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‘1776’ Corrects The New York Times’ ‘1619’ Lies: Bob Woodson, a Black conservative who has labored for decades against liberal welfarism, has launched “1776” as a counter to the identity politics screed, “1619.” The URL says it all:


DISPATCHES FROM THE EDUCATION APOCALYPSE: The New York Times’ “1619 Project” is Fake History That’s Increasingly Being Taught to Students.

JOHN MCWHORTER: The 1619 Project Depicts an America Tainted by Original Sin. In this worldview, redemption for the founding seems impossible.

IT WAS NEVER MEANT TO BE GOOD HISTORY, IT WAS ALWAYS MEANT TO BE USEFUL PROPAGANDA: Disputed NY Times ‘1619 Project’ Already Shaping Schoolkids’ Minds on Race. And “disputed” is kind.

K-12 IMPLOSION UPDATE: Public Schools Are Teaching The 1619 Project in Class, Despite Concerns From Historians.

DANIEL GREENFIELD: Impeachment Is Killing Trump Derangement Syndrome.

You can only hit the rage button so many times. And then the rats will no longer stir from their cages.

The New York Times’ stock price tripled after Trump won outperforming the S&P 500 by six times. In the week after his victory, it added 41,000 subscribers. The paper went from an $8 million loss to a $13 million profit. Much of the growth was driven by the paper’s stream of exclusives targeting Trump.

But there are signs this year that the media’s free Trump ride is over. In November, the Times shocked investors with the news that ad revenues had fallen over 6%. In early trading, its stock was down 9%. While there’s still plenty of money coming in, turbulence is growing and growth is becoming more uncertain. And, more significantly, the New York Times has been losing the engagement battle.

In May, the New York Times fell out of the top three, displaced by the Daily Mail. By November, it had fallen to seventh place. Its Facebook growth fell from 25% in 2017 to 3.5%. Its Twitter follower growth also dropped from 50% annually to only 5%. Another way to see the 1619 Project is as a desperate bid for relevance and traffic even as the appeal of Trump Derangement Syndrome continues to crater.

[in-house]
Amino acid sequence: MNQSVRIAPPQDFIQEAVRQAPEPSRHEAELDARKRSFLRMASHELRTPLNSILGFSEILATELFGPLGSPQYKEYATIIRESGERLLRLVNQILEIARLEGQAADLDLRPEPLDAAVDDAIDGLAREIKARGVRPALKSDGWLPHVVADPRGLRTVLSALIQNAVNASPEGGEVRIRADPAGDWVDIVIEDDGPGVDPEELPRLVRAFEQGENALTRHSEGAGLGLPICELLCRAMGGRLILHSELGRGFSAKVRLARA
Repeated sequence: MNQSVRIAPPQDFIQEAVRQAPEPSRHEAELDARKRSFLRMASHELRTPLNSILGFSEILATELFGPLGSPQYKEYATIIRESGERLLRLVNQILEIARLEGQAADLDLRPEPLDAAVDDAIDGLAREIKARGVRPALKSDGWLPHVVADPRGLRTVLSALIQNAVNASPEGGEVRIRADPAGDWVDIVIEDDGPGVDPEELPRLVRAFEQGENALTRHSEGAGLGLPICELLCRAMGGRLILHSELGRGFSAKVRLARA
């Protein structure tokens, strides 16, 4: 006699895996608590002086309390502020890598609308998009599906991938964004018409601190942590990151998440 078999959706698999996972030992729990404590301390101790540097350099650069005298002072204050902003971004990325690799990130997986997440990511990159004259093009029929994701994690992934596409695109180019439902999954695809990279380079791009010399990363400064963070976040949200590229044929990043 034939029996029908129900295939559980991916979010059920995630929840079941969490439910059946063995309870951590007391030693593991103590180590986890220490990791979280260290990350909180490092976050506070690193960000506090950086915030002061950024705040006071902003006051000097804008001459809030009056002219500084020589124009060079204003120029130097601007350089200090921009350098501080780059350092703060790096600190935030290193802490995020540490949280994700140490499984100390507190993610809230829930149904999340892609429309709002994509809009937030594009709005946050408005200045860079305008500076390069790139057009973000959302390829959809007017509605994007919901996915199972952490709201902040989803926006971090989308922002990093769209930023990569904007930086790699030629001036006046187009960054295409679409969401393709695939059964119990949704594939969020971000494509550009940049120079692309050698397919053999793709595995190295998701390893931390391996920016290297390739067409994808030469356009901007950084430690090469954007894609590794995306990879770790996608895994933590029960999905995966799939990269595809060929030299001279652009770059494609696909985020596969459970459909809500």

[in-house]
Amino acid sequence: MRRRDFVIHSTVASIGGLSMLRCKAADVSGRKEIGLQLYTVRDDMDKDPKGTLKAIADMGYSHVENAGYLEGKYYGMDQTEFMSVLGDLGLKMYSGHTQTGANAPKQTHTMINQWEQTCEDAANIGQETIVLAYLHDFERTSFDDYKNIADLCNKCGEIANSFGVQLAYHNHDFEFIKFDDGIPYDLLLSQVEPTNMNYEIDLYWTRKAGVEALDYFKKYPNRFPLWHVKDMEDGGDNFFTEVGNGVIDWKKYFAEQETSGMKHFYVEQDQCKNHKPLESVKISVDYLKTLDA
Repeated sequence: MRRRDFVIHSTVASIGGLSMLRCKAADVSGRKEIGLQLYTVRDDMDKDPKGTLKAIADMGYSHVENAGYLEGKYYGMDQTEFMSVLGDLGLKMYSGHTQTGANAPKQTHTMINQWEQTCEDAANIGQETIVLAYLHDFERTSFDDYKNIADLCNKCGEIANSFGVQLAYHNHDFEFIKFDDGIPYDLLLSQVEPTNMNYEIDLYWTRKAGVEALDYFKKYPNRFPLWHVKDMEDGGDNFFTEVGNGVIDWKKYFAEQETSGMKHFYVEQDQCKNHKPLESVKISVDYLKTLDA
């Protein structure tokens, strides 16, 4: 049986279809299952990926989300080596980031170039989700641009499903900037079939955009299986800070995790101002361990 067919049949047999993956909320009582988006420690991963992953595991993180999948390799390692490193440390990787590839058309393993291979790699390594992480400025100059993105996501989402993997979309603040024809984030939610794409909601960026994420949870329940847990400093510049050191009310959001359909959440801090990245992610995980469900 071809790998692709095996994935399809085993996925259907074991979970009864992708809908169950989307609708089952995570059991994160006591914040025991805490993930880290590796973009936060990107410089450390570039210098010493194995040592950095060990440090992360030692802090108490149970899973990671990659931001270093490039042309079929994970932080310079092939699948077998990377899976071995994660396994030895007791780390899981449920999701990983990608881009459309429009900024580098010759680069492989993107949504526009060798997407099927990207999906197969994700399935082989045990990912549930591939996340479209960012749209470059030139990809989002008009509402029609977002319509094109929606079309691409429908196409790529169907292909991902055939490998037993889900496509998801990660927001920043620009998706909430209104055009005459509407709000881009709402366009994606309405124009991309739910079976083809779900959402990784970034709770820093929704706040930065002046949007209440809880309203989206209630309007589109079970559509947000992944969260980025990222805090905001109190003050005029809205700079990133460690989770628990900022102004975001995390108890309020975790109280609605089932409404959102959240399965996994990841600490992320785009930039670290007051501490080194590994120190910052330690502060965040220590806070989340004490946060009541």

The TDS crash was even more obvious on cable news where CNN closed the year with a 9% decline in viewers and MSNBC suffered a 3% drop. Numbers like these foreshadow a much bigger collapse.

National newspapers and cable news had been using Trump Derangement Syndrome to stave off the inevitable decline in their industry. And it worked. A handful of outlets grew and went on hiring binges even while their local and digital cousins held mass purges, shut down, or cut everything to the bone.

But everything has to end sooner or later.

Trump Derangement Syndrome is burning out the core audiences that made the media profitable. The Impeachment Eve rallies failed miserably with turnouts in the hundreds in Boston, Chicago, and Philadelphia. A month later, turnout at the Women’s March had declined from the hundreds of thousands to the thousands. Even as impeachment was underway, the audience wasn’t there.


WELL, IT’S CRAPPY ANTI-AMERICAN PROPAGANDA: Scholars are eviscerating The New York Times’ 1619 Project.

EVEN LEFTY HISTORIAN SEAN WILENTZ says the New York Times’ 1619 Project is bunk. I disagree with his suggestion that the project was begun with good intentions, though.

THE 1619 PROJECT ON MLK DAY: “One of the many odd things about the New York Times‘s ‘1619 Project’ on slavery is that Martin Luther King Jr is barely mentioned (ditto Frederick Douglass). This omission may not be accidental, since both Douglass and King found sources for the remedy of slavery inside the American founding that today’s left wishes to repudiate completely. It will be a curious thing to see whether and how the 1619 Project appears in any of today’s observances of MLK’s birthday (or whether, in the fullness of time, there will be a push to rename MLK Day for someone or something else).”